This month, the US Senate Committee on Commerce, Science, and Transportation released its investigative report on the CPSC’s data handling breaches from the spring. In April, the CPSC issued notices to multiple manufacturers explaining that “nonpublic manufacturer information” was released to the public without complying with Section 6(b) of the Consumer Product Safety Act. Section 6(b) prohibits the CPSC from disclosing information reported by product manufacturers without complying with the procedures for and restrictions on the commission’s public disclosure of such information. Section 6(b) aims to incentivize manufacturers to provide more safety information without fear of public backlash. The Senate committee’s report is troubling. It found that the CPSC made “improper disclosures to 29 unique entities” that “contained information on approximately 10,900 unique manufacturers, as well as street addresses, ages, and genders of approximately 30,000 consumers.” The Senate committee reviewed “hundreds of documents and emails and conducted multiple interviews” to conclude that the CPSC’s violations of Section 6(b) “were due to a lack of training, ineffective management, and poor information technology implementation.” The report cited several examples, such as that CPSC employees had “little to no Section 6(b) training” and were provided with “three different software applications to access and process relevant data without the necessary training on how to use these often confusing and idiosyncratic systems.” The Senate committee ended with a list of recommendations for the CPSC to remedy these problems and avoid future data-handling breaches.
This month the CPSC issued rare guidance urging consumers not to use inclined infant sleep products. The CPSC received reports of 1,108 incidents, including 72 infant deaths and several product recalls, related to infant inclined sleep products between January 2005 and June 2019. The CPSC hired an independent expert to conduct testing and evaluate the design of inclined sleep products. The expert measured infants’ muscle movements and oxygen saturation in various products and positions. According to the study, babies move differently in an inclined sleeper as compared to a firm, flat surface, suggesting that when infants end up on their stomachs, they can exhaust themselves and ultimately suffocate while trying to reposition. The expert then concluded that none of the inclined sleep products her team tested are safe for infant sleep with inclined seat backs of more than 10 degrees. Accordingly, the CPSC urged consumers not to use inclined infant sleep products and instead to place infants on a firm, flat surface for sleeping.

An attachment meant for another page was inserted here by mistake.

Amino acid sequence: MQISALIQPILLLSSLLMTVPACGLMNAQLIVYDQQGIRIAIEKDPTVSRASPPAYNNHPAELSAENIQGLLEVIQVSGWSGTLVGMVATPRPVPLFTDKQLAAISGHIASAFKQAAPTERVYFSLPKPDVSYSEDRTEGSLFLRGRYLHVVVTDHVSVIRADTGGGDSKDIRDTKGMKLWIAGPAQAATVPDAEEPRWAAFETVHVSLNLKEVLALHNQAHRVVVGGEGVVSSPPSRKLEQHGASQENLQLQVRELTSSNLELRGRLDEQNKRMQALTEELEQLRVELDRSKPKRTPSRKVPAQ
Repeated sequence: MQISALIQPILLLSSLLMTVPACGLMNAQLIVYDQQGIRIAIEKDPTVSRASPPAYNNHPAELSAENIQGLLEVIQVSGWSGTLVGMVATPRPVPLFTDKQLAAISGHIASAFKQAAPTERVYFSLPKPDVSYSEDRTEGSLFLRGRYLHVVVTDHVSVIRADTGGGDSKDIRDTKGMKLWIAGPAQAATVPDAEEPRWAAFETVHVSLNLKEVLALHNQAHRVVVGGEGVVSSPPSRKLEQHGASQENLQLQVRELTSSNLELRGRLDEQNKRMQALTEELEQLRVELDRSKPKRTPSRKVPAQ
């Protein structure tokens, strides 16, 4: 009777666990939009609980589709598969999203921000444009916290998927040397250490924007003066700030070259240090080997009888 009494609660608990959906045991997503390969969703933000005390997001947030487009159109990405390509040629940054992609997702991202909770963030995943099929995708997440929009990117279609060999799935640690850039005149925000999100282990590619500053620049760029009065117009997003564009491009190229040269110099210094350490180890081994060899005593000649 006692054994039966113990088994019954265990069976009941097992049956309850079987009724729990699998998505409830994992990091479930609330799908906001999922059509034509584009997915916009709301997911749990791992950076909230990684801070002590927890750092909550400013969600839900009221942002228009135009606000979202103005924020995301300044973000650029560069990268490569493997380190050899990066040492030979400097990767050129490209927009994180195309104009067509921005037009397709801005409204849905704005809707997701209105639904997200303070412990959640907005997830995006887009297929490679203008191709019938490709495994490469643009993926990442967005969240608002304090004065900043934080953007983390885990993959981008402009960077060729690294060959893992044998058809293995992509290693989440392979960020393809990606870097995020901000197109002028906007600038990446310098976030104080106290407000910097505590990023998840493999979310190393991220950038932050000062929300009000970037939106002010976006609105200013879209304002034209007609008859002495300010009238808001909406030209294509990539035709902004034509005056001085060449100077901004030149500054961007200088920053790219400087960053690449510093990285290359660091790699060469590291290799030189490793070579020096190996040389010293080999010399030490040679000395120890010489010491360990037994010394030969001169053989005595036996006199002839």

The CPSC also issued a warning about liquid nicotine commonly used in e-cigarettes. The CPSC is charged with administering the Child Nicotine Poisoning Prevention Act, which requires any nicotine provided in a liquid nicotine container to meet certain special child-resistant packaging requirements. With the recent increased media attention on the dangers associated with e-cigarette use, it is unsurprising that the CPSC would chime in to warn consumers that liquid nicotine lacking child-resistant packaging can be deadly for children and pets who may swallow it or absorb it through skin contact. The CPSC encourages consumers who have purchased liquid nicotine in bottles that lack child-resistant packaging to report it to the CPSC.
Total Recalls: 18
Hazards: Fire/Burn/Shock (6); Fall (3); Injury (3); Laceration (2); Tip-Over (2); Violation of Federal Standard (1); Choke (1)